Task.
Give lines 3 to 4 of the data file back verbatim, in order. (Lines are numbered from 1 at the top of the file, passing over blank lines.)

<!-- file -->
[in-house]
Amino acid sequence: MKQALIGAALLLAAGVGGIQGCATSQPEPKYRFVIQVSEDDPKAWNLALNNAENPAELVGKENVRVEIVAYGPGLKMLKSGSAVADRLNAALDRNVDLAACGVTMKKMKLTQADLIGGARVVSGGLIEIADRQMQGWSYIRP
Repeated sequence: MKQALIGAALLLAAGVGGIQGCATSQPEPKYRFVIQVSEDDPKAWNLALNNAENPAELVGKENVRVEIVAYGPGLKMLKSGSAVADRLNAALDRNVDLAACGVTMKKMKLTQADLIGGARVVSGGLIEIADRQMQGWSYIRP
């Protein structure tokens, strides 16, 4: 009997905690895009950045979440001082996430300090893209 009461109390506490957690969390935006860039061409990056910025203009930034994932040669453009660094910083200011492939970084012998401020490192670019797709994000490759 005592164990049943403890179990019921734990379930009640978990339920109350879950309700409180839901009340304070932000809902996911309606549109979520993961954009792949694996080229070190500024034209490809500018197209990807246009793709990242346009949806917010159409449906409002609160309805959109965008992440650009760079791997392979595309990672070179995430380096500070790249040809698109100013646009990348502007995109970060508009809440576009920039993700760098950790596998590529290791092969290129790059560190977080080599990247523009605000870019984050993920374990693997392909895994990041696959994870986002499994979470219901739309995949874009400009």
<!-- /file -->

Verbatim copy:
Repeated sequence: MKQALIGAALLLAAGVGGIQGCATSQPEPKYRFVIQVSEDDPKAWNLALNNAENPAELVGKENVRVEIVAYGPGLKMLKSGSAVADRLNAALDRNVDLAACGVTMKKMKLTQADLIGGARVVSGGLIEIADRQMQGWSYIRP
């Protein structure tokens, strides 16, 4: 009997905690895009950045979440001082996430300090893209 009461109390506490957690969390935006860039061409990056910025203009930034994932040669453009660094910083200011492939970084012998401020490192670019797709994000490759 005592164990049943403890179990019921734990379930009640978990339920109350879950309700409180839901009340304070932000809902996911309606549109979520993961954009792949694996080229070190500024034209490809500018197209990807246009793709990242346009949806917010159409449906409002609160309805959109965008992440650009760079791997392979595309990672070179995430380096500070790249040809698109100013646009990348502007995109970060508009809440576009920039993700760098950790596998590529290791092969290129790059560190977080080599990247523009605000870019984050993920374990693997392909895994990041696959994870986002499994979470219901739309995949874009400009």